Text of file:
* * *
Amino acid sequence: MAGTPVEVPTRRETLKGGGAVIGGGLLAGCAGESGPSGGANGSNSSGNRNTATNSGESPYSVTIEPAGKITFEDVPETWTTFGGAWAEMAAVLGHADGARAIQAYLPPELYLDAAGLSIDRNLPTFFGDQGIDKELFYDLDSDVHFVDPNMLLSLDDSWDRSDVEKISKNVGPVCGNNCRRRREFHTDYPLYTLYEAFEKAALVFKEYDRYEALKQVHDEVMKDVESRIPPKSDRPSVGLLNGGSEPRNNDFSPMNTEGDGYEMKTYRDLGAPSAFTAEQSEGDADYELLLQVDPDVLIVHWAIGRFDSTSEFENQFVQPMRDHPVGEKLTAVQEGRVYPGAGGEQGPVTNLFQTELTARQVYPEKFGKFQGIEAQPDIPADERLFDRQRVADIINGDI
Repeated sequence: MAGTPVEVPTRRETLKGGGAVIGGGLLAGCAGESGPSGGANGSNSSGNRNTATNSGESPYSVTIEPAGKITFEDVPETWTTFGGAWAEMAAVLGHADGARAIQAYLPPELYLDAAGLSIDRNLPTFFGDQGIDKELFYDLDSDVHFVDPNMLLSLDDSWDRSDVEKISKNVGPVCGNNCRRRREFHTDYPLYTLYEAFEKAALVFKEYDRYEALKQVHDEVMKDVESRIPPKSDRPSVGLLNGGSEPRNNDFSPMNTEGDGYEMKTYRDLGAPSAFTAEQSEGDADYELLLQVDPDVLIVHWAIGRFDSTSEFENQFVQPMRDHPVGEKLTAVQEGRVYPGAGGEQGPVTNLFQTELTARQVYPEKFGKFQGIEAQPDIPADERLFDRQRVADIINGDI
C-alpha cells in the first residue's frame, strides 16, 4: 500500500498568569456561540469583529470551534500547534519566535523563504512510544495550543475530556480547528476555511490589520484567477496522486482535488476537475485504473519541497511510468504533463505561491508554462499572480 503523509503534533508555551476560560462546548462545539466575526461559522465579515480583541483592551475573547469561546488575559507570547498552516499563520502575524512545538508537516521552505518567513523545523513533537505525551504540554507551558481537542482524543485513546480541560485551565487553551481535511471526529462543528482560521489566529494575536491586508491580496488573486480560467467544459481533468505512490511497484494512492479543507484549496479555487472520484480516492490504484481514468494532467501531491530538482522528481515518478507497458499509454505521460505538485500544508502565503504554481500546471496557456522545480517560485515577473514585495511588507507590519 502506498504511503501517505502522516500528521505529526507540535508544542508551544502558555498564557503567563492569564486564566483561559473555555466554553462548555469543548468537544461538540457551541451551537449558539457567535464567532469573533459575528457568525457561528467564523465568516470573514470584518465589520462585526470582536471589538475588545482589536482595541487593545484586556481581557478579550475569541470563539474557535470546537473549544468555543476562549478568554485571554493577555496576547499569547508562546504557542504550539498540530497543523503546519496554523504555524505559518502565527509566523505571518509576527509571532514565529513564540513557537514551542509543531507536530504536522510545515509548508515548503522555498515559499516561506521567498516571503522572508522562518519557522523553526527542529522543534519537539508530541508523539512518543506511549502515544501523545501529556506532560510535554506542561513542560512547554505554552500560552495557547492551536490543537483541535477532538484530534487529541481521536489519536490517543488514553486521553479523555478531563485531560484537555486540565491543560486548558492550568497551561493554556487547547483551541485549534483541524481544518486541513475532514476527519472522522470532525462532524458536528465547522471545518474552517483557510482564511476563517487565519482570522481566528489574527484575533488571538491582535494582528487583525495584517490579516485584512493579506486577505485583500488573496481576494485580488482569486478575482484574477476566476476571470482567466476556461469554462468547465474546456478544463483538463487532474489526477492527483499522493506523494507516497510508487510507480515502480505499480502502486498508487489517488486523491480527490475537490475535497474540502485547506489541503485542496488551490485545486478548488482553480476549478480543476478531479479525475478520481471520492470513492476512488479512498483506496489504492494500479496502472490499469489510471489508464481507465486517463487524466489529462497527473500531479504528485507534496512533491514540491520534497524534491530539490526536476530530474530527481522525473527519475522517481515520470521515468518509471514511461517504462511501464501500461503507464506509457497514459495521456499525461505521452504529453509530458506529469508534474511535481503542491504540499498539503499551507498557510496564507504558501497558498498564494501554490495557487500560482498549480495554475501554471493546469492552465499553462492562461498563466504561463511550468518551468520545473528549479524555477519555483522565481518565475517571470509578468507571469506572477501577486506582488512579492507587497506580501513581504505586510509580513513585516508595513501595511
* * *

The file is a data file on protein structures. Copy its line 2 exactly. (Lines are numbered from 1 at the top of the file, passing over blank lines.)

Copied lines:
Repeated sequence: MAGTPVEVPTRRETLKGGGAVIGGGLLAGCAGESGPSGGANGSNSSGNRNTATNSGESPYSVTIEPAGKITFEDVPETWTTFGGAWAEMAAVLGHADGARAIQAYLPPELYLDAAGLSIDRNLPTFFGDQGIDKELFYDLDSDVHFVDPNMLLSLDDSWDRSDVEKISKNVGPVCGNNCRRRREFHTDYPLYTLYEAFEKAALVFKEYDRYEALKQVHDEVMKDVESRIPPKSDRPSVGLLNGGSEPRNNDFSPMNTEGDGYEMKTYRDLGAPSAFTAEQSEGDADYELLLQVDPDVLIVHWAIGRFDSTSEFENQFVQPMRDHPVGEKLTAVQEGRVYPGAGGEQGPVTNLFQTELTARQVYPEKFGKFQGIEAQPDIPADERLFDRQRVADIINGDI